Insert my heart rotation.... 3 weeks it was. Now PLEASE, do not take this the wrong way, they are extremely good at what they do and deserve respect. However , I observed , that, the case are the SAME, week after week, same positioning for every case, and you basically work with your own group of co workers . 

I thought to myself: “ If I did the SAME cases week after week; supine position for every patient, worked with the same tech every case... *ID* be a Rockstar, TOO! How could you not? “

Ill tell you, it’s intense in the heart rooms, but... I’ll TAKE IT any DAY over being thrown in the main , one specialty to the other, running your ass off, fetch this machine and that machine...,GO GET THIS, that’s not working, fix it... etc

Know what I mean , anybody?🤷🏻‍♀️

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4 Articles; 52 Posts; 1,843 Profile Views

I think sometimes the institutions create this persona.  I'm at a place where the CVOR team is hand-picked for specific roles. For example, I was hand-picked to scrub on our high-risk aorta team where we only do certain types of cases such as aortic arch repairs, re-do of re-do AVRs, ruptured TAAs, open thoracoabdominal aortic aneurysm repairs, Marfan patients, etc. And you do get a very strong sense of routine - the etiology may change, but our team is always usually the same.  We only have RNs on the team - no CSTs.  We do lose more patients on the table than other services b/c of our patient population, which naturally builds a strong kinship with others on our CVOR service. I certainly don't believe I am better than someone else because of what I do, but I can see how some might perceive that attitude.  I think we all need to be more self-aware and supportive of each other because we always can learn and collaborate more effectively.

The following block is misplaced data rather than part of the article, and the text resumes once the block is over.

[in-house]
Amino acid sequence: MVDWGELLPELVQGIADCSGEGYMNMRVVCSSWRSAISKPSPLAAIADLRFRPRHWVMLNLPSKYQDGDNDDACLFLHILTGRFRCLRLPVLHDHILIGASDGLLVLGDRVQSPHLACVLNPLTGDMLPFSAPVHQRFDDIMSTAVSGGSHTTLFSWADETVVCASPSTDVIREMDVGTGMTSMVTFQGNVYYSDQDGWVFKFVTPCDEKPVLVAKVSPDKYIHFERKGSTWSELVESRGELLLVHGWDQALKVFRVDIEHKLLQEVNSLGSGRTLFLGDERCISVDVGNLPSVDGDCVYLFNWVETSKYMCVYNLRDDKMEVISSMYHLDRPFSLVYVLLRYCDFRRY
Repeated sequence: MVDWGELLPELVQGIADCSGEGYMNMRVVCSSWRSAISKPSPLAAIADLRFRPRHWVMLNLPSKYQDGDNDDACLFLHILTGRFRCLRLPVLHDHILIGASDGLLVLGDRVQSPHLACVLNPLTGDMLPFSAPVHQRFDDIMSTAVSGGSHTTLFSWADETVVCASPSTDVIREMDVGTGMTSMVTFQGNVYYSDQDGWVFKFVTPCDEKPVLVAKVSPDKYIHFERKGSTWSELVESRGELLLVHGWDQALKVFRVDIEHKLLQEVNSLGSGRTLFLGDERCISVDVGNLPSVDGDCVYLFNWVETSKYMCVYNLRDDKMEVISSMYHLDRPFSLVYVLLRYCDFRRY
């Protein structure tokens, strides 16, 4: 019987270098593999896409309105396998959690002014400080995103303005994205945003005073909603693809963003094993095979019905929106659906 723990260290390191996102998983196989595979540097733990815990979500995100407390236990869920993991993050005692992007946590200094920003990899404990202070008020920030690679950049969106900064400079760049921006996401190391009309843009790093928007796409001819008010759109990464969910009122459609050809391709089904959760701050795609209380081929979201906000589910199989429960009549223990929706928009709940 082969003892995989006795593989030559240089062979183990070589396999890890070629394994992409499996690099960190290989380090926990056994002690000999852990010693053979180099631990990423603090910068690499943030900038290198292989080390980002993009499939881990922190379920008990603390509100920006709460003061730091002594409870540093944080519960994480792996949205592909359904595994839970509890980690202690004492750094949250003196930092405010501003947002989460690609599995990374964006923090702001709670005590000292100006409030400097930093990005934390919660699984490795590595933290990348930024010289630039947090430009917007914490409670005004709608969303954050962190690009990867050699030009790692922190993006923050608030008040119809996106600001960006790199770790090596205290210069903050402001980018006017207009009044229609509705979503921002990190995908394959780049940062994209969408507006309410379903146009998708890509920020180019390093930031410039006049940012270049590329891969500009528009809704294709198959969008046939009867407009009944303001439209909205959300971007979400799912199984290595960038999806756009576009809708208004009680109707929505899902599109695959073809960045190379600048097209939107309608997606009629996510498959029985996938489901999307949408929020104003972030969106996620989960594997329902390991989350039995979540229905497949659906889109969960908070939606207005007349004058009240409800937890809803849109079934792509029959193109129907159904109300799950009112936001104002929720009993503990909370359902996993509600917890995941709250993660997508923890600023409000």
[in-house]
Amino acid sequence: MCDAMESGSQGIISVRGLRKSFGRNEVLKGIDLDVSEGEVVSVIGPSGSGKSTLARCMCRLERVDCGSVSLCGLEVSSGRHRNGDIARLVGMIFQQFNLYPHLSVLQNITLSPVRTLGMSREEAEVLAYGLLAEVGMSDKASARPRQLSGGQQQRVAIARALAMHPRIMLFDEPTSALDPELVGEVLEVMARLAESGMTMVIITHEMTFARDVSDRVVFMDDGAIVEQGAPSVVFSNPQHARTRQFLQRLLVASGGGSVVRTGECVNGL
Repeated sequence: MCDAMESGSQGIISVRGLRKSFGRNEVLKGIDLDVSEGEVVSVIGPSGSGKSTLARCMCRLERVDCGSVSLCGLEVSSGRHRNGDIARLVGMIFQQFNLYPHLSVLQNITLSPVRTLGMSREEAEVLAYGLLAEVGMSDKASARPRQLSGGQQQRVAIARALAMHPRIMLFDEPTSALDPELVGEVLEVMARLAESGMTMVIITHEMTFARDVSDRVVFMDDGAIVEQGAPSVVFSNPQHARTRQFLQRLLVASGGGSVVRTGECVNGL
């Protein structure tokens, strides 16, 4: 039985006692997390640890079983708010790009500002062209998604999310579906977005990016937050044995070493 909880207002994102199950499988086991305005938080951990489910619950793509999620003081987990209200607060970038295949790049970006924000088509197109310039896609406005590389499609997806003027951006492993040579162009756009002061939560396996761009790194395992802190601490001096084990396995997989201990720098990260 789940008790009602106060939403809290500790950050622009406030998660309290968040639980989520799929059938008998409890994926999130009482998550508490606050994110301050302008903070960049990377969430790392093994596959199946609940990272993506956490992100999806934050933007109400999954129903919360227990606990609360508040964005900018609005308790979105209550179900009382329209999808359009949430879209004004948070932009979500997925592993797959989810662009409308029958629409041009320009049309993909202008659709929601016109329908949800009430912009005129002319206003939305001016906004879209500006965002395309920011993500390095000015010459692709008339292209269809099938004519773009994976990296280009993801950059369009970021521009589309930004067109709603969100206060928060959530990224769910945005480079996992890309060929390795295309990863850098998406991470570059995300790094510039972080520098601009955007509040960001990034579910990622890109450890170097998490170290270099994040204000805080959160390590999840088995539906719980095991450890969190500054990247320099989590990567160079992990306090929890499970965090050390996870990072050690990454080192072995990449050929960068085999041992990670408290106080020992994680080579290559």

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1,319 Posts; 12,051 Profile Views

Snappy dressers and very neat?

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5 Posts; 80 Profile Views

That would me me a CVOR King? 

I've been a nurse for 10+ years and CVOR is the most stress free area I've worked in. Before coming to the CVOR 4 years ago I did CVICU civilian side and CCATT in the Air Force Reserves. To me that was stressful.

I love how good our team can be predicting what the surgeon and scrub will want. It's all about anticipation. 

Main OR is stressful to me because I have no idea what happens over there and the last thing I want to do is delay patient care with my ignorance. However I think I would be able to survive most cases. 

Anyone want to move to Florida and work on our CVOR team? 

 

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15 Posts; 186 Profile Views

IF I ever acted like a diva, I apologize. But I worked in CVOR for 22 years, after 8 years in general OR. I could get through any general OR case, even if I needed a little help. But the CV surgeons that I worked with treated us differently, more respectfully than the other surgeons. We were encouraged to ask questions and really learn about anatomy and physiology. Our duties and responsibilities increased to include first assisting, and wound closure. When non- cardiac nurses came in our rooms, they were always introduced and treated respectfully- well, except for the tech who was holding the heart, fell asleep and almost fell into the operative field. She never came in our room again. When I would get pulled into a general OR room, I many times I was ignored by the scrub and surgeon even though I introduced myself. The service specialist wouldn’t help unless we called repeatedly,  because they thought that I thought I was a hot-shot and knew everything ( a misconception) I’m glad I’m out of that situation! I’m on the down hill slide to retirement ( one year, one month) from an ambulatory surgery center where egos are not so prominently on display 

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39 Posts; 1,074 Profile Views

So true. Outside the heart room they seem useless...